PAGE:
Posted on October 4, 2011
The Hermanator is now tied with Rick Perry for second place in a new Washington Post poll in the Republican race for the White House.
That doesn’t surprise me much. A very good friend of mine who describes himself as a moderate independent Republican kind of guy pinged me on Facebook about Cain. He said he would vote for him if Mr. Cain survives the primary process down in Texas.
And for many folks out there, Herman Cain is more than just a successful pizza guy. He is the embodiment of the American dream.
Unlike Barack Obama, Cain believes deeply in the concept of American exceptionalism. He worked hard his whole life, and he has been successful at just about everything he has done.
Where Obama preaches collectivism and class envy, Cain preaches self-reliance and individual liberty. Where Obama has nothing but contempt for free-market capitalism, Cain believes strongly in the power of the marketplace.
He turned around Burger King, made Godfather’s Pizza a huge success, and helped to stop Hillarycare in the mid-nineties.
Cain, born in Georgia in 1945, encountered his fair share of racism growing up in the old South. He is no naïf about bigotry. But he learned the value of hard work from his parents (his mother was a domestic and his father was a chauffeur). A graduate of Morehouse College, one of the great historically black colleges, Cain served in the Navy before starting his business career at Coca-Cola.
In many ways, a Cain-Obama match-up would be intriguing. One believes in the American dream, while the other believes that America must be fundamentally changed. One confronted racism in the heart of the Confederacy during the most difficult days of civil rights battles, while the other became a community organizer in Chicago twenty years later. One was born of two black parents whose grandparents were likely slaves, while the others parents were a white Kansan and an African who had no experience with American slavery whatsoever. One has been accused of selling out his people by being a Republican, while the other was accused of not being black enough in his first political primary.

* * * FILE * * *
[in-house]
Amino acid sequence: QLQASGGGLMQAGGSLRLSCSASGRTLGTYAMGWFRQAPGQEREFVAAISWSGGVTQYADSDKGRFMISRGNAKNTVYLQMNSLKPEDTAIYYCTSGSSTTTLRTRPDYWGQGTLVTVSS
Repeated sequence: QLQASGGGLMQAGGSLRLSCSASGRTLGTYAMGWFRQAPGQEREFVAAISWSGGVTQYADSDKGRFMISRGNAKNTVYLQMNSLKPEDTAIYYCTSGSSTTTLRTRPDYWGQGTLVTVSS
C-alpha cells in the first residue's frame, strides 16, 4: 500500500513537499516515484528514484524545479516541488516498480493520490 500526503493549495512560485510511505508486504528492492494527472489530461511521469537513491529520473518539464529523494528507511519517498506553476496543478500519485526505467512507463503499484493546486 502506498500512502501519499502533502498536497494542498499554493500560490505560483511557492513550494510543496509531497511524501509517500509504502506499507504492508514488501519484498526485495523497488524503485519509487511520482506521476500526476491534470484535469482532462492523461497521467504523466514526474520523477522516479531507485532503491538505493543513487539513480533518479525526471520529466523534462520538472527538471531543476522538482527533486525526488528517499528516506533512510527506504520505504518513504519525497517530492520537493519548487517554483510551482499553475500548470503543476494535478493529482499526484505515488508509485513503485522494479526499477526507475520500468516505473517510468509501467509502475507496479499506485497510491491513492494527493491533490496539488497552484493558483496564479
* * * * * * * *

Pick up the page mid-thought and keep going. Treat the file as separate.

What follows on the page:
I like Herman Cain. He is hard not to like. He has stared down cancer, corporate America, racists, and the American media, and he seems to be getting stronger as the campaign goes along.
But that doesn’t mean that I would vote for him for President.
Herman Cain would make a great Secretary of Commerce. He is the consummate salesman. He knows how to move product. He knows how to talk about business because he knows business as well as anybody.
But the Hermanator is not ready to be President of the United States.
He doesn’t have the diplomatic or political skills to run the country. He has never won an election. He doesn’t have a sophisticated strategic world-view. He hates Muslims too much. He is prone to saying crazy things about sharia law. He doesn’t have a basic understanding of key international issues, like the Palestinian right of return or the strategic ambiguity of our relationship with Taiwan.
His 9-9-9 plan sound like a good idea, but it really isn’t. It is actually a back-way to impose a 9 percent sales tax on all products while keeping around an individual and corporate income tax. You start with 9-9-9, and pretty soon, you are at 20-20-20 and you wonder why everything is so damn expensive.
If he were elected President, it would horrify our allies and bring a smile to the face of our chief competitors. We would be an international laughing-stock.
I like Herman Cain. But he shouldn’t be our next President.